• Image about Herb Robbins
Gold Point, Nev., Pop.: Five: Experience what life was like in the boomtowns of the Old West.
Berthold Steinhilber/laif/Redux

Gold Point is a Nevada ghost town, and Herb Robbins is the ghost whisperer who keeps it alive.

Herb Robbins’ boots crunch in the desert hardpan as he walks around Gold Point, Nev. (pop.: five). It’s not yet noon on a crisp morning, but he’s already giving his second media tour of the day. For a 103-year-old ghost town 200 miles northwest of Las Vegas and smack in the middle of nowhere, Gold Point is surprisingly popular. Visitors come to stay in refurbished cabins with modern amenities like indoor plumbing and electricity. They come to see the light-pollution-free night sky, to peer down the shafts where miners scratched and blasted out a living, or to taste what life was like in the boomtowns of the Old West.


Experience Gold Point
Reserve a cabin at www.goldpointghosttown.com for a donation of $99 to $139 per night.

Robbins, 59, welcomes them all. He’s the fire chief, historian, town docent and sheriff (that last one is an honorary title he picked up playing the role of drunken Sheriff Stone in a homemade movie set in Gold Point). He’s affable and easygoing, his round face generally punctuated with a smile. He’s happy to show people around this ramshackle, ?vehicle-strewn, treeless town of dirt streets and wooden buildings darkening in the sun.

But this town is no tourist attraction; it is Robbins’ hobby and his home. It’s still on the map because he and his business partner, Walt Kremin, 65, own about half of it and sink their own money into preserving it. “It’s about freedom,” Robbins says. “Everything is pretty neat and pretty old, and it is just … free.”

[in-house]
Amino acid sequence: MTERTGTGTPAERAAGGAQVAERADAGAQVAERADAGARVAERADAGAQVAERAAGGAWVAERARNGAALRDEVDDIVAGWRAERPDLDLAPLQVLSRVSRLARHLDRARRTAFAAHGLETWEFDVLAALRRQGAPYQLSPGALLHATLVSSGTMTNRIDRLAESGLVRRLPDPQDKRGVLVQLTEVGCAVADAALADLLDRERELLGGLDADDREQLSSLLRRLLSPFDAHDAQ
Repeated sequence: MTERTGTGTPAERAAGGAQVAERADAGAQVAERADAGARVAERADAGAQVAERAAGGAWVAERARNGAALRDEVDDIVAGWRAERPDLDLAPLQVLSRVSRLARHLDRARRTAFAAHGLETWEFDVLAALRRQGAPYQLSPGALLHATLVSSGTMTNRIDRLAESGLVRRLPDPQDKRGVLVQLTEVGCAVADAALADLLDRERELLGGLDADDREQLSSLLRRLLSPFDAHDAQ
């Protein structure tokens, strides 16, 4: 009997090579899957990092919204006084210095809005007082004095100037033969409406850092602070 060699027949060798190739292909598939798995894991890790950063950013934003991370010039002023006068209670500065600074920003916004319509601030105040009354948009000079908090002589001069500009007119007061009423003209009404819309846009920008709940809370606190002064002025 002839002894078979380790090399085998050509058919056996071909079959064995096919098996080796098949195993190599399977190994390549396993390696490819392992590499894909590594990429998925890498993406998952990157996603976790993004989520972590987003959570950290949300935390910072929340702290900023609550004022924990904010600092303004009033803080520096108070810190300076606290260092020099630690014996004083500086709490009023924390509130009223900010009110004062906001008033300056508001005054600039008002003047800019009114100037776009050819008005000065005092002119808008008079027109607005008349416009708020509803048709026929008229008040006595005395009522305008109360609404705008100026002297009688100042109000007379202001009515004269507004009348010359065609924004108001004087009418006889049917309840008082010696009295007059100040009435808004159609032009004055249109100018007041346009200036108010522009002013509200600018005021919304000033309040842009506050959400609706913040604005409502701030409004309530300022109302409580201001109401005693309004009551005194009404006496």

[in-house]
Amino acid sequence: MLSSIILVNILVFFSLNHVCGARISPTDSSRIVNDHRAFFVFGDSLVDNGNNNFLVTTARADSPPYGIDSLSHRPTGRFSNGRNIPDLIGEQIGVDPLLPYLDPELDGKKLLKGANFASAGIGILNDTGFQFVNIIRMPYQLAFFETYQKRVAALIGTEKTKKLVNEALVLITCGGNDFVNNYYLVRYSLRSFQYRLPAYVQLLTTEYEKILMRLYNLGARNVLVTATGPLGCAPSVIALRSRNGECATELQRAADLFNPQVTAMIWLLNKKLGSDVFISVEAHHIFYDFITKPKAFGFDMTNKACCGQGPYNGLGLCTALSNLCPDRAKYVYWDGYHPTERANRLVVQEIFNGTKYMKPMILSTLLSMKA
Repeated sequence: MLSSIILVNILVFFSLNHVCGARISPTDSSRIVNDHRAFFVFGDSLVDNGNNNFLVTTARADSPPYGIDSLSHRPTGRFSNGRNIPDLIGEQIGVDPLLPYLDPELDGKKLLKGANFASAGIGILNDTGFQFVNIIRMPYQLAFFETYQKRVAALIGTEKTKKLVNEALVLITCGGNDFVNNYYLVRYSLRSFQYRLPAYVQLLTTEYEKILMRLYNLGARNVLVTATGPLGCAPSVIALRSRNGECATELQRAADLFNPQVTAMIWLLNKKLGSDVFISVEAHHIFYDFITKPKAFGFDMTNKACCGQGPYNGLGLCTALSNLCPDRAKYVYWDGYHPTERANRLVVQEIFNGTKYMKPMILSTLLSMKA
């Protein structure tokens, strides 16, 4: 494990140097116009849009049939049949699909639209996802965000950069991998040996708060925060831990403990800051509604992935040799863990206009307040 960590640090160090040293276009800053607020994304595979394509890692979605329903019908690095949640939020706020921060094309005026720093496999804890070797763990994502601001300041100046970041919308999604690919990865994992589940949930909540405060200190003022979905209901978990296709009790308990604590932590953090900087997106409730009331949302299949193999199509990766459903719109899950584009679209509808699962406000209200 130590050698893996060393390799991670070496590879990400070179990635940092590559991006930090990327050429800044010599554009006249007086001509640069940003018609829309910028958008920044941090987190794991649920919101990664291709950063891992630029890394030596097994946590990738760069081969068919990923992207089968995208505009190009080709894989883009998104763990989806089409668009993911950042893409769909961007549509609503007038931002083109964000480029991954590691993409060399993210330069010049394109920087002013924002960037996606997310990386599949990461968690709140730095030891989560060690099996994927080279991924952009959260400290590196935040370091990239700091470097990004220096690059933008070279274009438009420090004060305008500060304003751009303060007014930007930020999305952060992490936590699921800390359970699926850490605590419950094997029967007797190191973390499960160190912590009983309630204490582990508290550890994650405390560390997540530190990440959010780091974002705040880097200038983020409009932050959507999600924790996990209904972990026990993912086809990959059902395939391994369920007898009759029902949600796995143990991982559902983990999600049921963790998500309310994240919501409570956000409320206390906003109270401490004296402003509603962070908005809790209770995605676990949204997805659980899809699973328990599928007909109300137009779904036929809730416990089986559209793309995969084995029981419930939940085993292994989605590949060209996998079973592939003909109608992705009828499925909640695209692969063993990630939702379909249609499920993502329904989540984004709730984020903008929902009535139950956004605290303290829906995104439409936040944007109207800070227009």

Robbins isn’t a rich man; he’s a wallpaper hanger by trade, and business has been slow lately. But he got lucky once. In January 1998, he lined up a royal flush, in order, playing $2 video poker at the Texas Station casino in Las Vegas, good for a $222,636 payday. He spent some of his winnings restoring ?buildings in Gold Point, built a website to tell the world about his not-quite-dead ghost town (www.goldpointghosttown.com) and put the rest away for retirement. Every dollar saved buys more time out here, living with history and tumbleweeds.

“I just find it fascinating what people did 150 years ago to make money for beans and bacon,” he says, “because not everybody got rich. Hardly anybody got rich. The store owners got rich. The miners didn’t.”


Now You Know: According to the website www.ghosttowns.com, there are more than 275 ghost towns in Arizona.
Robbins opens the door to the building that housed a post office until it closed in 1968 and walks past a row of “Wanted” posters from the 1960s. He bought the post office 30 years ago and has pretty much left it alone. There are forms noting mineral claims on the desk, old telephone books in the slots and the odd ink bottle on the shelf. The office looks like it could have closed last week. “It’s still got the original dust,” he says.

Most Nevada boomtowns were barely around long enough to have one name; Gold Point had three. It was originally called Lime Point for the lime deposits discovered there in 1868. It was renamed Hornsilver when that mineral was found in commercial quantities in the spring of 1908. Sometime after 1930, gold mining became prevalent, and the town became Gold Point.

At its high mark, Gold Point boasted 225 tents and wood-frame buildings, including at least 13 saloons. In his encyclopedic book Nevada Ghost Towns & Mining Camps, historian and author Stanley W. Paher quotes a neighboring town’s newspaper to describe the frenetic development: “Hornsilver is the latest wonder in Nevada mining districts. Main Street is extending almost as you watch it.”

But by October 1942, all major mining operations had ceased as the War Production Board shut down gold mines and the war effort siphoned off workers. Paher, writing in the late 1960s, summed up Gold Point’s decline: “All business establishments have closed, and about four dozen windowless wooden buildings face the deserted streets.”